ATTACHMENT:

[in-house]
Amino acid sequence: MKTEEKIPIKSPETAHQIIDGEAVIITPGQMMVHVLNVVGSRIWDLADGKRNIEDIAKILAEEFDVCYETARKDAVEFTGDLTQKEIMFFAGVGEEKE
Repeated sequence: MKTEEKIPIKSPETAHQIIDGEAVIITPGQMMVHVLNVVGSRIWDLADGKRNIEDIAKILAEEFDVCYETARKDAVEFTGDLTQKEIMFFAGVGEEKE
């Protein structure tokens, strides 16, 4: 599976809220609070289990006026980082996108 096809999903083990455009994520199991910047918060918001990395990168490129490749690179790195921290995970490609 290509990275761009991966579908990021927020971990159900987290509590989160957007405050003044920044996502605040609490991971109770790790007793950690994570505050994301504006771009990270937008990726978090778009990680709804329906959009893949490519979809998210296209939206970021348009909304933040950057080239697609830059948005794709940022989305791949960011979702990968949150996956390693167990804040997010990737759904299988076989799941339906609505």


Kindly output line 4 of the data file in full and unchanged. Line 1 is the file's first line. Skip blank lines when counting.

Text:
């Protein structure tokens, strides 16, 4: 599976809220609070289990006026980082996108 096809999903083990455009994520199991910047918060918001990395990168490129490749690179790195921290995970490609 290509990275761009991966579908990021927020971990159900987290509590989160957007405050003044920044996502605040609490991971109770790790007793950690994570505050994301504006771009990270937008990726978090778009990680709804329906959009893949490519979809998210296209939206970021348009909304933040950057080239697609830059948005794709940022989305791949960011979702990968949150996956390693167990804040997010990737759904299988076989799941339906609505």